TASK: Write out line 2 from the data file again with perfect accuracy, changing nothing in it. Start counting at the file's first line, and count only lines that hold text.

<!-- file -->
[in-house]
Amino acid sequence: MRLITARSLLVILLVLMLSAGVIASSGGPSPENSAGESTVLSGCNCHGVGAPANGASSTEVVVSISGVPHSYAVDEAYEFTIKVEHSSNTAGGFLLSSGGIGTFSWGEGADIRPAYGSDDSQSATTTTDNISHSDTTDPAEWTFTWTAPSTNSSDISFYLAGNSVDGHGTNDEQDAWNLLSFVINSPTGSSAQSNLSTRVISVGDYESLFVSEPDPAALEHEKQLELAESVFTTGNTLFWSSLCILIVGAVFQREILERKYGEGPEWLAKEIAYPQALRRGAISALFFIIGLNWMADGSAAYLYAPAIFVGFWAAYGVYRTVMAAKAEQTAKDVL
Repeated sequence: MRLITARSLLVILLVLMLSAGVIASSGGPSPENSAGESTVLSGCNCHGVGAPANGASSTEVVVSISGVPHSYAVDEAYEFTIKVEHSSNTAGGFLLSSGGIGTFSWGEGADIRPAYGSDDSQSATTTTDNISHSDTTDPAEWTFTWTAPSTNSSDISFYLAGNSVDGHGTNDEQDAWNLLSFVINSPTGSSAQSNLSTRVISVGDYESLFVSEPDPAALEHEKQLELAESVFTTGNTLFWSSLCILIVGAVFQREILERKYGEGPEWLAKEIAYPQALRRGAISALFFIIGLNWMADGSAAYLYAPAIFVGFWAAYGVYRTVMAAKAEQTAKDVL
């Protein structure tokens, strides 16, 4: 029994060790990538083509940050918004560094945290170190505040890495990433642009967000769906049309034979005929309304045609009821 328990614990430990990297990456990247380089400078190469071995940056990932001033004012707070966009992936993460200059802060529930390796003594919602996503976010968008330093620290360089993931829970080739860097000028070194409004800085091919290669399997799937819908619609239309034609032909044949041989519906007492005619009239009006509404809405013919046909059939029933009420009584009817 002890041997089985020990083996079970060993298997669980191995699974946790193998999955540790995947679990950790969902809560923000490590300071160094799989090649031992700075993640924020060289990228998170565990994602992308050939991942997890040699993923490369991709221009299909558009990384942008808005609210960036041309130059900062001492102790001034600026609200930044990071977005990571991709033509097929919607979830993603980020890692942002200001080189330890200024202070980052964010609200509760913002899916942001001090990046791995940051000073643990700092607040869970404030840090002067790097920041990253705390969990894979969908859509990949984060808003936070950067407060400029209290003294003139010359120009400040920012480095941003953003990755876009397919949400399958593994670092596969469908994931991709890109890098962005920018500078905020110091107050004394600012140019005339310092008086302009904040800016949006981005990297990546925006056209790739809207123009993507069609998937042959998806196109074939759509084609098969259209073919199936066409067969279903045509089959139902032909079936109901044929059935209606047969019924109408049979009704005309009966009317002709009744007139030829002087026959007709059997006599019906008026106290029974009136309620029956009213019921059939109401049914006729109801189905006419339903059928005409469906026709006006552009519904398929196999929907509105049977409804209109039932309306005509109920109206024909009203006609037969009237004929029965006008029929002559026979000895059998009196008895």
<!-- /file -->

Amino acid sequence: MRLITARSLLVILLVLMLSAGVIASSGGPSPENSAGESTVLSGCNCHGVGAPANGASSTEVVVSISGVPHSYAVDEAYEFTIKVEHSSNTAGGFLLSSGGIGTFSWGEGADIRPAYGSDDSQSATTTTDNISHSDTTDPAEWTFTWTAPSTNSSDISFYLAGNSVDGHGTNDEQDAWNLLSFVINSPTGSSAQSNLSTRVISVGDYESLFVSEPDPAALEHEKQLELAESVFTTGNTLFWSSLCILIVGAVFQREILERKYGEGPEWLAKEIAYPQALRRGAISALFFIIGLNWMADGSAAYLYAPAIFVGFWAAYGVYRTVMAAKAEQTAKDVL